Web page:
Plato’s suggestions

readingsOur regular Friday diet of suggested readings for the weekend:

Here is a book review dealing with the possibility of unifying philosophical and psychological insights concerning the idea of a “good life.” Not endorsing the author’s specific solution, but it seems like a generally good approach.

Do you know the difference among a socialist, a social democrat, and a communist? A very much needed brief refresher, particularly since I’ve just heard two “experts” in political science on National Public Radio getting it completely wrong.

Stephen Colbert and Bill Maher have a funny and barbed conversation about the Paris attacks, Islam, religion and what not.

Speaking of the Paris attacks, here is a well balanced — I think — editorial in the New York Times by Paul Krugman. (And, in case you missed it, my Stoic perspective on it.)

A really sad story of a man who gave more than $700k to a psychic in order to be reunited with his ex-girlfriend, who, turns out, had in the meantime died. It reads like an Onion article, but unfortunately it isn’t.

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16 thoughts on “Plato’s suggestions

  1. Unifying philosophy and psychology? Kind of like a Scottish empiricist did a bit? 🙂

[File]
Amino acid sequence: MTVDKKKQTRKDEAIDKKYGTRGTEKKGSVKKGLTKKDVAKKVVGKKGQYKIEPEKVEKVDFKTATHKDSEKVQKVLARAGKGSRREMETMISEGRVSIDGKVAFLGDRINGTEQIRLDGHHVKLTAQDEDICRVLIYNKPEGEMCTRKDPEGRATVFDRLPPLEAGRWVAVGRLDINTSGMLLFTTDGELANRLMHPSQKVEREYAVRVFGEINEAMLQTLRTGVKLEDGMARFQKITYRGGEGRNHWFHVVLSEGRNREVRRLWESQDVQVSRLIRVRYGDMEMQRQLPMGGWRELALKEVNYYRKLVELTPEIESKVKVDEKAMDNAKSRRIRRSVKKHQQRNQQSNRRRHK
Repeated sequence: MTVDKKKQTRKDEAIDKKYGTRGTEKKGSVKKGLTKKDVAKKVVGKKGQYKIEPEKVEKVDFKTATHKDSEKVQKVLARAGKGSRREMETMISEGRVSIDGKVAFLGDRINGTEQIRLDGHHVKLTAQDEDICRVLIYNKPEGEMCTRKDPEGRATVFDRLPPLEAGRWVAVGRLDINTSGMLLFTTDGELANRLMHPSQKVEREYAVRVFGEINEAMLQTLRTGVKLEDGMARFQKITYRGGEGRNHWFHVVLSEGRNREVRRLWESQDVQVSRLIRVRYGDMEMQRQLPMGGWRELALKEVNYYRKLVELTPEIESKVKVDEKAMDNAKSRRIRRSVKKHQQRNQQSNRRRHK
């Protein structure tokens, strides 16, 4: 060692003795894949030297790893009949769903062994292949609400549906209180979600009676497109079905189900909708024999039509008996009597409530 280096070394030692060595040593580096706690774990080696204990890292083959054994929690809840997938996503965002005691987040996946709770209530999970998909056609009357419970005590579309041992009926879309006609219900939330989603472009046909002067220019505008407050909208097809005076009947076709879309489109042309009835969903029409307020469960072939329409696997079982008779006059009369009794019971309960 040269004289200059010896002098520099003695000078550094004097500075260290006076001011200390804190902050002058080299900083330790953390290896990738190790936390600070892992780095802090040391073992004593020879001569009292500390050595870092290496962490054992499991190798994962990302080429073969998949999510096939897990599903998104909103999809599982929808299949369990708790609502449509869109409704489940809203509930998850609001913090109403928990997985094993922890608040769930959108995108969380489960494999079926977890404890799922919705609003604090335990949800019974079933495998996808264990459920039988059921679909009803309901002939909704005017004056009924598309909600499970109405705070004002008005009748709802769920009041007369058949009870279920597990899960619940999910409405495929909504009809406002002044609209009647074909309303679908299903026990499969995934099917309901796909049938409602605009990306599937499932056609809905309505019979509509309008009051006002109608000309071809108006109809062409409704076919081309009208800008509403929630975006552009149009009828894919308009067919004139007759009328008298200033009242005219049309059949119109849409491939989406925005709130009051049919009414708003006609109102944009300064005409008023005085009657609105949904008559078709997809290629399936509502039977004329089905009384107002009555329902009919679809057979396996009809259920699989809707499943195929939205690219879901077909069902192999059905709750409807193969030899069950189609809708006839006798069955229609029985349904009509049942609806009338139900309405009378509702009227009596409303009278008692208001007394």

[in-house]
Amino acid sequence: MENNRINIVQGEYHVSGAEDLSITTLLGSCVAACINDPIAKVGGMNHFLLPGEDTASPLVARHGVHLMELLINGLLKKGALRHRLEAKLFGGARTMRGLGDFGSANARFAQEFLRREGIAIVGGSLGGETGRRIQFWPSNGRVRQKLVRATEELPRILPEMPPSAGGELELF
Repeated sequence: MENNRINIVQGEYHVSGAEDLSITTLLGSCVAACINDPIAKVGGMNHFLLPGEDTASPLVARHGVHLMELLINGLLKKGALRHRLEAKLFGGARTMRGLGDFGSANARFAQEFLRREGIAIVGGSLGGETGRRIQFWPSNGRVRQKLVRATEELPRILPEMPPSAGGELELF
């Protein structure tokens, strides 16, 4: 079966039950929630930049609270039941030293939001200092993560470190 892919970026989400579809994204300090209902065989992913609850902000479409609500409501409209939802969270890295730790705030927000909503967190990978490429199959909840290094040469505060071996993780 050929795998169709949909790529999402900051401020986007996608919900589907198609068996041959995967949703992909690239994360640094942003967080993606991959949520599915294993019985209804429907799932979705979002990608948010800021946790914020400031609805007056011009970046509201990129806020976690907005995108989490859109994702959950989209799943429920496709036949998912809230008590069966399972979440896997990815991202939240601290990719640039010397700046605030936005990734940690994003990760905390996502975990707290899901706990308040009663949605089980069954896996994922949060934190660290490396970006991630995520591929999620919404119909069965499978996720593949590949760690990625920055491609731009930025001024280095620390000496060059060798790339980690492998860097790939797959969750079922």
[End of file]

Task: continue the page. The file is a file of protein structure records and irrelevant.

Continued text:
==

    On the political stances, I consider myself a reluctant occasional corporate socialist. I think the US needs not just “single payer” health care coverage, but a British-type NHS. I think nationalization of health care services in the US is going to be the only truly effective way of controlling costs.

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  2. @Philip, I know it has its name because of its European roots, but what If we had “Muslim-Democratic”? Or if Mr. Modi tempered the worst “religious nationalism” of the BJP and had “Hindu-Democratic”?

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  3. On the “good life” review: Perhaps it is best to first read what Michael Bishop’s “network theory”* is about. There are so many “network” theories of everything now (cf. network science) that it has become dull reading about a new one. From a codicalist’s view, the “good life” is achieved by just finding the right “life code” and executing it.